I am a pretty big Tragically Hip fan. I own all of their CDs and have seen them in concert seven times. I watched tearfully with the rest of Canada this past summer when the CBC aired what is likely to be the band’s final concert live from their hometown of Kingston.
Lead singer Gord Downie, well known for his popular in-concert rants, delivered few of them on his final night. But the few that he did give were focused on one important issue. Nearly 12 million Canadians tuned into the broadcast, and Downie chose to use the powerful pulpit he was given that night to draw attention to the plight of Canada’s northern and indigenous people
“It’s going to take us a hundred years to figure out what the hell went on up there but it isn’t cool and everybody knows that,” said Downie. “It’s really, really bad, but we’re going to figure it out. You’re going to figure it out.”
His popularity and creative talent have now been parlayed into his latest independent project, The Secret Path. A collaboration with author and illustrator Jeff Lamire, The Secret Path is an album, graphic novel and film (which aired last Sunday on CBC) that tells the story of Chanie Wenjack, a 12-year-old boy who died 50 years ago while he was trying to walk 400 miles home from the Kenora area residential school where he had been sent.
Downie’s work here is part of an incredibly powerful cultural awakening that’s currently occurring in this country. The awakening is creating a very profound and palpable shift in the relationship between Canada and its indigenous peoples.
Personally, I felt embarrassed when I started hearing the stories of the dark history of residential schools in Canada — which really only started to happen for me in the last 10 to 15 years. I was ashamed that I had somehow missed this aspect of our history in both my K–12 and post-secondary education. But that personal shame and embarrassment went away, shifting into a national shame as I learned more about the history of residential schools and about how the knowledge about what happened was being systematically kept from us. As Downie said in concert, “we were trained our entire lives to ignore, trained our entire lives to hear not a word of what’s going on up there.”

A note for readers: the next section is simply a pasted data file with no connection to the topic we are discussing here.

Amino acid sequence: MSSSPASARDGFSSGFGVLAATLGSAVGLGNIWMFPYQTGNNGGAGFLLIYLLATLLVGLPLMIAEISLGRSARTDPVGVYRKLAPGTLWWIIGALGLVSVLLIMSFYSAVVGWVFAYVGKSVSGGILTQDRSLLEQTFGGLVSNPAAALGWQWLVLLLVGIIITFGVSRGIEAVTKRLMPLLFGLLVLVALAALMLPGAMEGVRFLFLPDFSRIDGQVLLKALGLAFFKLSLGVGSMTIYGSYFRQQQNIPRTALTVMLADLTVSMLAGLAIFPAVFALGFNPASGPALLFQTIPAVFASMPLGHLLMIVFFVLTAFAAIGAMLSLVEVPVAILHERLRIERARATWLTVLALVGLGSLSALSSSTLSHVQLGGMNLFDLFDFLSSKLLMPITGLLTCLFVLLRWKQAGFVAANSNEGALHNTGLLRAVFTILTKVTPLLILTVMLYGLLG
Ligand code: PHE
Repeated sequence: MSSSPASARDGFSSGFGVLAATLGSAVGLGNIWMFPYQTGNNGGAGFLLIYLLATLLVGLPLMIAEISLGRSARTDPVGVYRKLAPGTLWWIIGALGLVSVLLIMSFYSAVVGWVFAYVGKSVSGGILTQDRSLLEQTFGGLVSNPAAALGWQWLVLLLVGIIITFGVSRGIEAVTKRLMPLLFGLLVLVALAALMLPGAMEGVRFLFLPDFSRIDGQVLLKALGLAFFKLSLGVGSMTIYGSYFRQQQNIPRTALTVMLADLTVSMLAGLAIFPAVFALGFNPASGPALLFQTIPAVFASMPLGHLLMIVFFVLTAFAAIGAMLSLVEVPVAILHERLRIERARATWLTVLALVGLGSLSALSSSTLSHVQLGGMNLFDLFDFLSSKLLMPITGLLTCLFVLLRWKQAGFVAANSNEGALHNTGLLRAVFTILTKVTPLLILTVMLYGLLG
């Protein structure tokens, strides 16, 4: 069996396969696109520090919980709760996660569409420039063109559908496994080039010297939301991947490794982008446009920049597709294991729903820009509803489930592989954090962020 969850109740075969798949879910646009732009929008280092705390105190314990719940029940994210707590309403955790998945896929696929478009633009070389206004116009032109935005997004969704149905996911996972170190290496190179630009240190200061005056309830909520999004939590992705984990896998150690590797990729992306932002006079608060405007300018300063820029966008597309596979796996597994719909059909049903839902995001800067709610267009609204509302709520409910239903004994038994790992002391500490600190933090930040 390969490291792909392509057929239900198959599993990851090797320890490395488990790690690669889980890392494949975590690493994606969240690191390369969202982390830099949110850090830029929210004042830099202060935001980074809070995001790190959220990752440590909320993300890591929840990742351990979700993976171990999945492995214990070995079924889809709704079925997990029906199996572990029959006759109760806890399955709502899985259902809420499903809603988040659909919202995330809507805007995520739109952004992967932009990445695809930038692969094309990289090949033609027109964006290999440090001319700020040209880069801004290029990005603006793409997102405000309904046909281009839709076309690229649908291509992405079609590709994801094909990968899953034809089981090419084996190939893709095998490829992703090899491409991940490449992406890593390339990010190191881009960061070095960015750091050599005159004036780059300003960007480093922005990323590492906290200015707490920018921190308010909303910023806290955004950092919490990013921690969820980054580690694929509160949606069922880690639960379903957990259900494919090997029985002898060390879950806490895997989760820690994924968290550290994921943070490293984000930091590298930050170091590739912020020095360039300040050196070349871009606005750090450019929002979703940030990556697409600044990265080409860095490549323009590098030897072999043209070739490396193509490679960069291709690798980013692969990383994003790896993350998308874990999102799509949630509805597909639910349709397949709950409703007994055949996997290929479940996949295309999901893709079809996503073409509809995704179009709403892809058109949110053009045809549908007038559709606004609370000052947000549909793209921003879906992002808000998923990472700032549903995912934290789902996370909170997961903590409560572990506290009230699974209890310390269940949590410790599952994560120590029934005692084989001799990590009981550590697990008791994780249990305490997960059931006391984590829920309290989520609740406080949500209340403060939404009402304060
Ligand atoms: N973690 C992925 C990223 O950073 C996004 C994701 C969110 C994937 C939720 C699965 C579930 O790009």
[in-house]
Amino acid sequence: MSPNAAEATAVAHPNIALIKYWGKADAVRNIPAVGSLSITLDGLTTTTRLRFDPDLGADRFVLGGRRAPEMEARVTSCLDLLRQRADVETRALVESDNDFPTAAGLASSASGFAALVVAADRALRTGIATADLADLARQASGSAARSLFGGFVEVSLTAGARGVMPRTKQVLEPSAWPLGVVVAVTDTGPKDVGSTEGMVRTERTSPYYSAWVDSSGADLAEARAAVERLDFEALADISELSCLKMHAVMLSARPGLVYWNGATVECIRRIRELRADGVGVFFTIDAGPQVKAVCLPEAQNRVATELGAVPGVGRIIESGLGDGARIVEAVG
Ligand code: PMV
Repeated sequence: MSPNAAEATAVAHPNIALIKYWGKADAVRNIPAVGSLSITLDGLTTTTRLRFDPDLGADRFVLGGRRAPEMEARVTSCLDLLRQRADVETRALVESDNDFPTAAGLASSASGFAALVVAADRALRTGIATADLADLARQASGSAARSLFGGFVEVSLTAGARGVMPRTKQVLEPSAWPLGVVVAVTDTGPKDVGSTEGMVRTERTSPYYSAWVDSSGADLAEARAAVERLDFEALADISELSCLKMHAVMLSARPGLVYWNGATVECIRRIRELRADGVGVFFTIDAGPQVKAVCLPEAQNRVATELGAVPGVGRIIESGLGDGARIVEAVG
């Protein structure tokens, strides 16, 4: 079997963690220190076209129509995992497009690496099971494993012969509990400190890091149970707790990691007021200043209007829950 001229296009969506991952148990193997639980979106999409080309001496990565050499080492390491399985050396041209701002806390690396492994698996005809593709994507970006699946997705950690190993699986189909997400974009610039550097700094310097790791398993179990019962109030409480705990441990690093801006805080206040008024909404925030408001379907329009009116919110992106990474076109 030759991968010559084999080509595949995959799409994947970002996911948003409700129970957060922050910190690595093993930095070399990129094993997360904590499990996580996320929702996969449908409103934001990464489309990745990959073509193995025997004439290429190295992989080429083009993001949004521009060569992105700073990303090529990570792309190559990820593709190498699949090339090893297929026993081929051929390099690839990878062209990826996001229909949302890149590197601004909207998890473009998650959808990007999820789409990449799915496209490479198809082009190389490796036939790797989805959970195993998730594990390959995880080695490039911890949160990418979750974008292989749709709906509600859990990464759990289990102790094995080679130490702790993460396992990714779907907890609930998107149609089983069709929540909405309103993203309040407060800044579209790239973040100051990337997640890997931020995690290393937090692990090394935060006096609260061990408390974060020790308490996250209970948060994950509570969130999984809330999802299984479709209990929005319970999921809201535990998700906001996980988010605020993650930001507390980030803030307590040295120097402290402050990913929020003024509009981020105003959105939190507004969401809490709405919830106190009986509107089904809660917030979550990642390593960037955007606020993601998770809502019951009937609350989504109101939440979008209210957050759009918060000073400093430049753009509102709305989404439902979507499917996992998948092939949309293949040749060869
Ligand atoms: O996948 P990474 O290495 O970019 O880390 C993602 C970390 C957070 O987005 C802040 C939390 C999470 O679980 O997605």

The awakening is so late, but it is so important. Only now can we begin to heal the deep and widespread wounds that are the legacy of this act of cultural genocide. It will take generations to repair the damage caused to indigenous families and communities.
As stated by Truth and Reconciliation Commission chair Murray Sinclair: “Education got us into this mess and education will get us out.”
We, as teachers, will play an important role in educating future generations about the history, perspectives, culture and contributions of Canada’s indigenous peoples. It will not just be taught in social studies class, either. All of us will play a part. The new Teaching Quality Standard that is in the final stages of development will include a number of FNMI standards for all teachers.
But, there will be many teachers, like me, who knew and know too little about this knowledge that was actually being kept from us. And so the Alberta Teachers’ Association, supported by Alberta Education, has taken on the Walking Together professional learning project to ensure teachers are well-informed and prepared to take this important learning forward. In the next three years, you will hear more about the professional development opportunities being made available through this project — stay tuned.
We should all be proud of the work being done and that will be done in education for reconciliation. Engaging in it ensures that the tragedies of the last 150 years are never repeated. ❚
I welcome your comments—contact me at firstname.lastname@example.org.